Having trouble with your teenager? Dr. Charles Foster and teacher/author Michelle Trujillo offer these tips to start taking control.
  • Form a United Front. If you are raising your teens with a partner, both of you must have the same priorities and rules for raising your kids. If you don't, they will get mixed messages or try to "divide and conquer" the both of you.
  • The Magic Question. "What do you need to give me what I need?" In other words, if you want your teen to follow a rule you have set in your household, first ask your teen what he or she needs to follow that particular rule. Remember, teens are fighting to develop a sense of self. Get to know who they are, what they need and what they like.
  • Learn to Listen. No matter how old you are, people just want to be heard. To communicate effectively with them, they need to know that their opinions matter to you. If your discussions turn into screaming matches, take a moment and say to your child, "This is what I'm hearing you say..." You are there to guide your children in making the right choices and help them become mature adults.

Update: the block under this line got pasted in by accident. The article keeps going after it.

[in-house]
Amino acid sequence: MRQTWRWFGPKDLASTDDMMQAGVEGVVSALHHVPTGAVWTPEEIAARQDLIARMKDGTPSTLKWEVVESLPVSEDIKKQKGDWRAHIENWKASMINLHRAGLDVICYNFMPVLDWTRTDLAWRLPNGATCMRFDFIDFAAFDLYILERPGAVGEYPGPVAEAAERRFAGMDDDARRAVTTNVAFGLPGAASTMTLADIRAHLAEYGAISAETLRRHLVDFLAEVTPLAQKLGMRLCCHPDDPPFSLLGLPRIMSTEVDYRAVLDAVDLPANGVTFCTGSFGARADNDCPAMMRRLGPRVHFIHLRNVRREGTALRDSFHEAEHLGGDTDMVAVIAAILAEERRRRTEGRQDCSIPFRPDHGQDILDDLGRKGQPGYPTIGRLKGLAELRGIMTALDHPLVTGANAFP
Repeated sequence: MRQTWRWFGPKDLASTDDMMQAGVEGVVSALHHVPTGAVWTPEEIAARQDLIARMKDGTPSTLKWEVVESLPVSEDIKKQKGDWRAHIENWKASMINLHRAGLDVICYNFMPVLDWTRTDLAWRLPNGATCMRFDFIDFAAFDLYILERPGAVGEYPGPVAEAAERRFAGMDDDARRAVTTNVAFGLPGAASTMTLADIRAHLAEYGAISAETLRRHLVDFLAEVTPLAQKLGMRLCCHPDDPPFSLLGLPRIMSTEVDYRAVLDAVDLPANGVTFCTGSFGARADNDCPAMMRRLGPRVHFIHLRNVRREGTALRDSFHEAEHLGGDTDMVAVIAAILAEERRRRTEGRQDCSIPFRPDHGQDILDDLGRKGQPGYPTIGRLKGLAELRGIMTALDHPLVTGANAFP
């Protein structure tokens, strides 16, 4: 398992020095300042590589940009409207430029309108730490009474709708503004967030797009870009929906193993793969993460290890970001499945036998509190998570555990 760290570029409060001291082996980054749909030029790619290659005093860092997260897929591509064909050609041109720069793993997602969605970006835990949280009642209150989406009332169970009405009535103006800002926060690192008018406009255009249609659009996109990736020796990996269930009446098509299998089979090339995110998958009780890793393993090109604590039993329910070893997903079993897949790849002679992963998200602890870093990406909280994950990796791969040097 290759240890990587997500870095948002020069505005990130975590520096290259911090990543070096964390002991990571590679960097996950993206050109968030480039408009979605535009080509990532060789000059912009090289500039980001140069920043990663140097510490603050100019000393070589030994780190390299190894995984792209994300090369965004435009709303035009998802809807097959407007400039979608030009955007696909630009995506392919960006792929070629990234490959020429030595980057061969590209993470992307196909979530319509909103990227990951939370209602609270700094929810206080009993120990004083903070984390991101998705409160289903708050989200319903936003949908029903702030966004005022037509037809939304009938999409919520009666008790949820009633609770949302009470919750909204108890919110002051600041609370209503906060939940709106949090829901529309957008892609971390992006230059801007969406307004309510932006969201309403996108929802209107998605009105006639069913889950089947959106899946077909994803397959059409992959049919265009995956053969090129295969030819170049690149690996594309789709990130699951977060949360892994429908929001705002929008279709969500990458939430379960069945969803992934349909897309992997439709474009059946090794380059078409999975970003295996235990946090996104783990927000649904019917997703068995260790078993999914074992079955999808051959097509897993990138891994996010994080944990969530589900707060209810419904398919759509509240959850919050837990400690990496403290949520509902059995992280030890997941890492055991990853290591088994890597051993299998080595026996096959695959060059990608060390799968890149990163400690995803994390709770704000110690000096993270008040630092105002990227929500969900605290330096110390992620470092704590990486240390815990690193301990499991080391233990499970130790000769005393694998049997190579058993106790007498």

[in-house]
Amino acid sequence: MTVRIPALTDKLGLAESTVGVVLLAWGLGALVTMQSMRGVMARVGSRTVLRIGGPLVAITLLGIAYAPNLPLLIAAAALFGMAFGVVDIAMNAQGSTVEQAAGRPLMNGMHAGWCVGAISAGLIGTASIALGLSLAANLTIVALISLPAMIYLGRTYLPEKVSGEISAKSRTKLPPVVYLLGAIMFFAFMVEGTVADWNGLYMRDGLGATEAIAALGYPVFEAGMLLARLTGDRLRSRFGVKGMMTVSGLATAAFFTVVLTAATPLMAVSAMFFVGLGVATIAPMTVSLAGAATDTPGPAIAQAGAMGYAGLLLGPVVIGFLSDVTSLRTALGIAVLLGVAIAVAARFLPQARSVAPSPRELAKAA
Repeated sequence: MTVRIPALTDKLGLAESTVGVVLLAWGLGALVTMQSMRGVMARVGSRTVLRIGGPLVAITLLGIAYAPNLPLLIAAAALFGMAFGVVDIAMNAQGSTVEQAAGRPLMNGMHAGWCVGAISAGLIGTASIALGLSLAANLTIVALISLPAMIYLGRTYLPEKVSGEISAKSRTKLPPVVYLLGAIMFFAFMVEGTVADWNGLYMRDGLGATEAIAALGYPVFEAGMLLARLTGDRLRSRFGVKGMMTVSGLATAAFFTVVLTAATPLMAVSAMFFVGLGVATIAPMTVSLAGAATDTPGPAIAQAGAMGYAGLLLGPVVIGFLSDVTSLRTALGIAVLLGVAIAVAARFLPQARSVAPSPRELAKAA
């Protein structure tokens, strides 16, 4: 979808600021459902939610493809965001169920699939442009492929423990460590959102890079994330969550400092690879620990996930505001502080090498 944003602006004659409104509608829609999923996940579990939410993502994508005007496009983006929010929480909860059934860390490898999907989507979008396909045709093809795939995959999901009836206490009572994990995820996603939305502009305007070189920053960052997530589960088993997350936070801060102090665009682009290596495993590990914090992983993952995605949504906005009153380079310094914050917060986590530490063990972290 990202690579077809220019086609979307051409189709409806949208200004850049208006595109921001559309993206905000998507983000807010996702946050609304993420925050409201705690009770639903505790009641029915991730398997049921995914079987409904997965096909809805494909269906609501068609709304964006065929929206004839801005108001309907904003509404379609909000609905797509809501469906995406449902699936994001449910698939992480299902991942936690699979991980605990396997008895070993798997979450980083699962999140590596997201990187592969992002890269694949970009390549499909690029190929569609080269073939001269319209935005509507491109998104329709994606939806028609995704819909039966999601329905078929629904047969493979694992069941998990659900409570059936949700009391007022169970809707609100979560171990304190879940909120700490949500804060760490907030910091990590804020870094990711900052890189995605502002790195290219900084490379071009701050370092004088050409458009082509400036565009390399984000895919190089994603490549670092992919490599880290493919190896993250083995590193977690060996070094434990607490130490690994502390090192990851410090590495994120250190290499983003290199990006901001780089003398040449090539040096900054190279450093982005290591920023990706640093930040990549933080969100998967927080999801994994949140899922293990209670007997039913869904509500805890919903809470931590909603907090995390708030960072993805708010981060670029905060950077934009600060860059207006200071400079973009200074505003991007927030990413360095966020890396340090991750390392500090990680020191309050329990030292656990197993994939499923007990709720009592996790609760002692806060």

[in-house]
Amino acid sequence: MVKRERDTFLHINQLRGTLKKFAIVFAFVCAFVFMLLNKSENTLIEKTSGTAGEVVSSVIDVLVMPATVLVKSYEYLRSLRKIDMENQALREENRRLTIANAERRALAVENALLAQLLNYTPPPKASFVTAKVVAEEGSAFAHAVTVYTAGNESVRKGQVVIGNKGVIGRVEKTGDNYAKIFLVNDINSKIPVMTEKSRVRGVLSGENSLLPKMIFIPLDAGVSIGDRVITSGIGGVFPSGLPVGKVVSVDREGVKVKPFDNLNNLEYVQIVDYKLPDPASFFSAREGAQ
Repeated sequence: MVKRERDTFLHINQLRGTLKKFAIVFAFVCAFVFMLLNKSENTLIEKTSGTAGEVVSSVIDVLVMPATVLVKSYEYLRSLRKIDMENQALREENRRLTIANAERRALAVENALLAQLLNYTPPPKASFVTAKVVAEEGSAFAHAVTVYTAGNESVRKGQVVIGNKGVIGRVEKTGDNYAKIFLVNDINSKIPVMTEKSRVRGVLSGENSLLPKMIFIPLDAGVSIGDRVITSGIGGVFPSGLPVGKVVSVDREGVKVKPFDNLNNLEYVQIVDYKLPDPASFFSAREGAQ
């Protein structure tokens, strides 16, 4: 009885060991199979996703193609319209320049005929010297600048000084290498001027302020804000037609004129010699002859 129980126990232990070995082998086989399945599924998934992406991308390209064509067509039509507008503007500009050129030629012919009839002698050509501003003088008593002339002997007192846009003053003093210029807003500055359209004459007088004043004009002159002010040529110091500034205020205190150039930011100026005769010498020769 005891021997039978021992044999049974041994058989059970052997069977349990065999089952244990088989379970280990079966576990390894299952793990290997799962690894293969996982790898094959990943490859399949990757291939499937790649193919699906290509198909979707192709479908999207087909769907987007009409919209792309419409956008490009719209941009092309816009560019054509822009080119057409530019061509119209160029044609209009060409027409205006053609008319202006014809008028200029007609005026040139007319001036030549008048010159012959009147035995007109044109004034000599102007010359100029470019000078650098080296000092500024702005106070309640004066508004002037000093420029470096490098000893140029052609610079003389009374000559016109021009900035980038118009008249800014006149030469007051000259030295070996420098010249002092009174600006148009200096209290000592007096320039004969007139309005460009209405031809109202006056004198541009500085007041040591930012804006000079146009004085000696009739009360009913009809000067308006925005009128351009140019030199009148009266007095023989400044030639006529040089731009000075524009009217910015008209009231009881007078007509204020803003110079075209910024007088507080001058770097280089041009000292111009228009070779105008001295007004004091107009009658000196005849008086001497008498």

• Negotiate a Contract. Set reasonable rules that can be followed and enforced—and believe that your teen wants to keep the agreement and earn your trust. Fewer, smarter rules on both sides beginning with the health and safety of the teen will lead to greater success.
  • Set Consequences. If your teenager breaks some rules, you must follow through with consequences. Not all rules deserve the same severity. For instance, if you ground your teen for having a messy room, the grounding loses its impact.

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